In many places around the country, carefully planned school integration is a thing of the past. Objections over long commutes for children and the costs of busing, as well as debates over academic achievement and racial tension, have meant that many school districts once again look like they might have decades ago: segregated and unequal.
There is a theory—academics call it “perpetuation”—that racial isolation, even in school, can have lasting effects on kids’ lives, shaping their earnings and occupation down the line. While scholars and school districts continue to debate the impact of school segregation on children, a recent paper focuses more narrowly, investigating the link between the racial composition of one’s high school and the the workplace.
In order to do that, the researchers Adam Gamoran, Sarah Barfels, and Ana Cristina Collares used two data sets from the U.S. Department of Education—one that started in 1980 and the other in 1990—that each tracked more than 10,000 high-school students at two-year intervals for about a decade. This allows them to observe respondents as they enter the workforce and report back on factors such as occupation, income, and the racial diversity of their workplace.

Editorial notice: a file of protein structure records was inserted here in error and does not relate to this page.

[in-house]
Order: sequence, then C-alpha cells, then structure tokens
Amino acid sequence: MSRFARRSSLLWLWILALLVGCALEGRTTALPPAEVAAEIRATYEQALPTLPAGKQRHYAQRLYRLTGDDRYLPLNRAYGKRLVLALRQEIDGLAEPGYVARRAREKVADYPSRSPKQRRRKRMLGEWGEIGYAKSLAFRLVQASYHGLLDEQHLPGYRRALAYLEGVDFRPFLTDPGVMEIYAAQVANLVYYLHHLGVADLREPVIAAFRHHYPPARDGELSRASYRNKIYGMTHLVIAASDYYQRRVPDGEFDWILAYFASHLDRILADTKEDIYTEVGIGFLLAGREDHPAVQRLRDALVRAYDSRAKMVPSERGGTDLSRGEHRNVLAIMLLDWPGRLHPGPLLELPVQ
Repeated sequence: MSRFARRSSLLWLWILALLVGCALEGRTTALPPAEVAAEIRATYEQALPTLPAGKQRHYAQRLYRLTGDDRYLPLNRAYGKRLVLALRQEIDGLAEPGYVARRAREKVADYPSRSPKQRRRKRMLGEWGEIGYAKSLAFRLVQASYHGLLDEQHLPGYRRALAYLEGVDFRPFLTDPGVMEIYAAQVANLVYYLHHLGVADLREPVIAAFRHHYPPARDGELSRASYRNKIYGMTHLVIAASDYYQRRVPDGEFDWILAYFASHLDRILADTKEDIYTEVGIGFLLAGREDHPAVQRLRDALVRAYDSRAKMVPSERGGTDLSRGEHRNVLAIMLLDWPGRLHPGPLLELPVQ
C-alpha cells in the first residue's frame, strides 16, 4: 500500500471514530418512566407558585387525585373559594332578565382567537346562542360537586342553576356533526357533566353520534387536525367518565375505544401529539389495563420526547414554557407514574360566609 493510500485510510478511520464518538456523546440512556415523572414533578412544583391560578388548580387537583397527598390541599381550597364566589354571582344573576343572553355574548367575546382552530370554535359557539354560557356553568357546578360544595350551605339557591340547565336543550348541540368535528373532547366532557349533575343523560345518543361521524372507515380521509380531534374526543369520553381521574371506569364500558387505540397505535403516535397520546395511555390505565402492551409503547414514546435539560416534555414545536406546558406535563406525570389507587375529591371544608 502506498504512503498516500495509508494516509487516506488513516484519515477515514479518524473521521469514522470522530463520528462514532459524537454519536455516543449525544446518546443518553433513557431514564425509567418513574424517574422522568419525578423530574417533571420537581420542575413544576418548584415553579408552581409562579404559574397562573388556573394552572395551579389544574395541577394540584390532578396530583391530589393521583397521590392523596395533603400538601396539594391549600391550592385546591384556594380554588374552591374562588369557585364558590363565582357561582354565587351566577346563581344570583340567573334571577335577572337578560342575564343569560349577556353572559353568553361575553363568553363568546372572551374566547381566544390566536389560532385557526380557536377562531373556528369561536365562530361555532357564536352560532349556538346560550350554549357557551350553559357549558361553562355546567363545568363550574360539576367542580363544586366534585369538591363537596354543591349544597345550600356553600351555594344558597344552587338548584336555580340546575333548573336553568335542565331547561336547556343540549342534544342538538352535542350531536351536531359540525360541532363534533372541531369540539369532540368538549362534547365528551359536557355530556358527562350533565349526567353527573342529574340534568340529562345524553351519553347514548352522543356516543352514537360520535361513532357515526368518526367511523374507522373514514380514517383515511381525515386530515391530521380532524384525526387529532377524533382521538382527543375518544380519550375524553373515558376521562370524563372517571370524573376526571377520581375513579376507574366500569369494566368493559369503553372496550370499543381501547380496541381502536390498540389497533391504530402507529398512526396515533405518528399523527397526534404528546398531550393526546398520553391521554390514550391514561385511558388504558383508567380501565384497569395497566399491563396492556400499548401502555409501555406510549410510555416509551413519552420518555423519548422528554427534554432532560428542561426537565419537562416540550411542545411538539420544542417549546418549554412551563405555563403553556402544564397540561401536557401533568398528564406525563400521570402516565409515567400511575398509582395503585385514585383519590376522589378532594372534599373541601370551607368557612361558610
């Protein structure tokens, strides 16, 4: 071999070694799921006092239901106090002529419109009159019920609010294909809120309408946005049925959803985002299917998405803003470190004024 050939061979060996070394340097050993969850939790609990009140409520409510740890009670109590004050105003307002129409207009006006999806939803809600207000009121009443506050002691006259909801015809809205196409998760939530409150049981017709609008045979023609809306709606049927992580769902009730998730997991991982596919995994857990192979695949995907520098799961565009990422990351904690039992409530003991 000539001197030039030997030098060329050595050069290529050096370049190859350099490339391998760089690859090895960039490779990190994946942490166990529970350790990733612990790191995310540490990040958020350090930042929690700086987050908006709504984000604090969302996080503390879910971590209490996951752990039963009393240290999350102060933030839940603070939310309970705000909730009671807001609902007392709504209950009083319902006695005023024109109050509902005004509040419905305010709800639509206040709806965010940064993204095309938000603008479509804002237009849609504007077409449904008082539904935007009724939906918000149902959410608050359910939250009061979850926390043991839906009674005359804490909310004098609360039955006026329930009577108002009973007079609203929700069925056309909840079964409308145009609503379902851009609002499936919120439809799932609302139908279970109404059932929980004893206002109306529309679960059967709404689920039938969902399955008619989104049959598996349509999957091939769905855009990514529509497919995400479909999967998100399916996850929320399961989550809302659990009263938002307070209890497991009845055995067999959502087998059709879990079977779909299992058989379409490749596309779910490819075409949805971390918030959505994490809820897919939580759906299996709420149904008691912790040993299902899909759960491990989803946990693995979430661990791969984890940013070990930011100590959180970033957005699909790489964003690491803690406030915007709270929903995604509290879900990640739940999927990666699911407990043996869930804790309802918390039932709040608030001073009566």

For some of the more widely discussed measures of a demographic group’s economic progress—things like employment rates and earnings—the study didn’t find significant correlations between the racial makeup of one’s high school and an individual’s eventual success. But there was a link between the racial composition of a student’s high school and how integrated (or not) their eventual workplace wound up being.